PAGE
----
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Title:Behavior of the time-dependent Heisenberg spin system Stein's method and physically interesting processes
Author(s):Ross, Leslie
Director of Research:Kirkpatrick, Kay
Doctoral Committee Chair(s):Mason, Nadya
Doctoral Committee Member(s):Stone, Michael; Katz, Sheldon
Department / Program:Physics
Discipline:Physics
Degree Granting Institution:University of Illinois at Urbana-Champaign
Degree:Ph.D.
Genre:Dissertation
Subject(s):Stein's Method
Glauber Dynamics
Heisenberg Spin Systems
Spin Systems
Brownian Motion
Abstract:This dissertation explores the mean field Heisenberg spin system and its evolution in time. We first study the system in equilibrium, where we explore the tool known as Stein's method, used for determining convergence rates to thermodynamic limits, both in an example proof for a mean field Ising system and in tightening a previous result for the equilibrium mean field Heisenberg system. We then model the evolution of the mean field Heisenberg model using Glauber dynamics and use this method to test the equilibrium results of two previous papers, uncovering a typographical error in one. Agreement in other aspects between theory and our simulations validates our approach in the equilibrium case. Next, we compare the evolution of the Heisenberg system under Glauber dynamics to a number of forms of Brownian motion and determine that Brownian motion is a poor match in most situations. Turning back to Stein's method, we consider what sort of proof regarding the behavior of the mean field Heisenberg model over time is obtainable and look at several possible routes to that path. We finish up by offering a Stein's method approach to understanding the evolution of the mean field Heisenberg model and offer some insight into its convergence in time to a thermodynamic limit. This demonstrates the potential usefulness of Stein's method in understanding the finite time behavior of evolving systems. In our efforts, we encounter several holes in current mathematical and physical knowledge. In particular, we suggest the development of tools for Markov chains currently unavailable and the development of a more physically based algorithm for the evolution of Heisenberg systems. These projects lie beyond the scope of this dissertation but it is our hope that these ideas may be useful to future research.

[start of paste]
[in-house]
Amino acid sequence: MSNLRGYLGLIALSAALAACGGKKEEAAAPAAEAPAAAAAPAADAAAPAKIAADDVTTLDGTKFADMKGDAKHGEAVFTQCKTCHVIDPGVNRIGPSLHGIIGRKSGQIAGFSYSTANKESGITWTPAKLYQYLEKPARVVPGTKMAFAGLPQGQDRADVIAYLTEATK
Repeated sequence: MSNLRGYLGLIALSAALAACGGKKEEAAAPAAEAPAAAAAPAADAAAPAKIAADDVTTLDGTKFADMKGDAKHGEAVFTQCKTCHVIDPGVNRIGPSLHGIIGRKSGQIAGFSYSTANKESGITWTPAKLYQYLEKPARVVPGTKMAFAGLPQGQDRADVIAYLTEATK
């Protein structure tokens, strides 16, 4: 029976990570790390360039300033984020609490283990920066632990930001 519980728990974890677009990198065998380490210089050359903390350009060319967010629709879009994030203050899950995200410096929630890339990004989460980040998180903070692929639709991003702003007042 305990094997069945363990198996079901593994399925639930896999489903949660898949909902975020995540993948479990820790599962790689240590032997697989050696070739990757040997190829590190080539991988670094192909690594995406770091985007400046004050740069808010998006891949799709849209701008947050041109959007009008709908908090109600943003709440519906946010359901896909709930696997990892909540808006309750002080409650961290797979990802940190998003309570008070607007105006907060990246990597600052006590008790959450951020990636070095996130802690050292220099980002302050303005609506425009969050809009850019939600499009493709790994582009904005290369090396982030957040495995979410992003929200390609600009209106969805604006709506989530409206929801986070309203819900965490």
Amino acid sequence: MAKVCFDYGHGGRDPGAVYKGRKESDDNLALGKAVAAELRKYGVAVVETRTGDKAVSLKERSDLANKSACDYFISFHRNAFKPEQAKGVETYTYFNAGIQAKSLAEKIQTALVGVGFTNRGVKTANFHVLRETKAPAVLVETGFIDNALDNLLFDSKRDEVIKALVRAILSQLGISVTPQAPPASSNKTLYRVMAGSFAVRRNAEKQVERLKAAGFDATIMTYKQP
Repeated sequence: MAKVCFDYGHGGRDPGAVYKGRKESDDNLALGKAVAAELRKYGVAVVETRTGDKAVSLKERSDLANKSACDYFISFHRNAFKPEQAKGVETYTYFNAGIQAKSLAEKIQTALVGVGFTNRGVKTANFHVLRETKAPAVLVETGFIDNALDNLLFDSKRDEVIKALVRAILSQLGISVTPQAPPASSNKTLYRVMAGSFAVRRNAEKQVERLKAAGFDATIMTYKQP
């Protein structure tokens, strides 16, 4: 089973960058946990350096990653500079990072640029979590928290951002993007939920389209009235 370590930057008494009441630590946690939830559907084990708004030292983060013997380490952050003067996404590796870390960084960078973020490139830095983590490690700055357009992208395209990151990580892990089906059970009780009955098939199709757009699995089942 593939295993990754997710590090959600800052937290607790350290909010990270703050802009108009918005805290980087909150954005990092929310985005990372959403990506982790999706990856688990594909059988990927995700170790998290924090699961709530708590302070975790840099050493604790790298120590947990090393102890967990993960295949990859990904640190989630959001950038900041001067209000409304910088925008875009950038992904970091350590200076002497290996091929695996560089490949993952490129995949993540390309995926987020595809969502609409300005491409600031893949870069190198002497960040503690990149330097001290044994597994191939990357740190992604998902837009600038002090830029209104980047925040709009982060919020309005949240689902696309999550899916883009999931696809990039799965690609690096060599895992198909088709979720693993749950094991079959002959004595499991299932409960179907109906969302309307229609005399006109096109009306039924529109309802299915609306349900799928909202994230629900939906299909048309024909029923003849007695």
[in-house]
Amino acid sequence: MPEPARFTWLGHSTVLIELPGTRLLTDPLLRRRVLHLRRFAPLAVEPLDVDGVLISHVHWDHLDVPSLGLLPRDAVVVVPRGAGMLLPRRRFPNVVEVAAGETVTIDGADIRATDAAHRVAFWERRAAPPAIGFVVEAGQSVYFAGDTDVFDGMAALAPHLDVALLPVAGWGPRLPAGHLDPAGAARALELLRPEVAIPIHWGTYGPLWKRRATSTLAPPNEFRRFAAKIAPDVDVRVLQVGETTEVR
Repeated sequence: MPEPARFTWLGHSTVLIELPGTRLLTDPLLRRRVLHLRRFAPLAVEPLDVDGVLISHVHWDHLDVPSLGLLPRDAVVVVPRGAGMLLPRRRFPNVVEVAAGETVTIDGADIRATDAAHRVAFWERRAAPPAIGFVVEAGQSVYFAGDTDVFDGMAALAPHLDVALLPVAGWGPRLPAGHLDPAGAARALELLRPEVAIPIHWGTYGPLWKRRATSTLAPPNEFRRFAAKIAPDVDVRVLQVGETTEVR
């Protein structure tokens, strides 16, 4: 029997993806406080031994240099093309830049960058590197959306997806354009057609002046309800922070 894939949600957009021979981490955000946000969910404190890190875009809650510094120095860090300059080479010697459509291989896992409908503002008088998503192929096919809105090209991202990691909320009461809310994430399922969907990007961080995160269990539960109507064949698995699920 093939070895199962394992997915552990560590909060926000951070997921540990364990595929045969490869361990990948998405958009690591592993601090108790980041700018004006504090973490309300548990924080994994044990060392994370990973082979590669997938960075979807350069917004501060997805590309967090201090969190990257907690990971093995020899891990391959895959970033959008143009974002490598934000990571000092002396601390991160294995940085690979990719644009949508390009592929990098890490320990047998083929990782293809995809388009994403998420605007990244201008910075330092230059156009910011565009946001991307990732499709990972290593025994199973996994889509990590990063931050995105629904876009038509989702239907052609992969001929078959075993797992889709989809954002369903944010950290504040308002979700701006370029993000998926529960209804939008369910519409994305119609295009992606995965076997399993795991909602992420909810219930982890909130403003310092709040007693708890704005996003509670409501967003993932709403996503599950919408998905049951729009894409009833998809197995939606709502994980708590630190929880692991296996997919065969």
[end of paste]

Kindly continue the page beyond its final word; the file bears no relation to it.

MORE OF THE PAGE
Issue Date:2019-11-27
Type:Text
URI:http://hdl.handle.net/2142/106198
Rights Information:Copyright 2019 Leslie Ross
Date Available in IDEALS:2020-03-02
Date Deposited:2019-12


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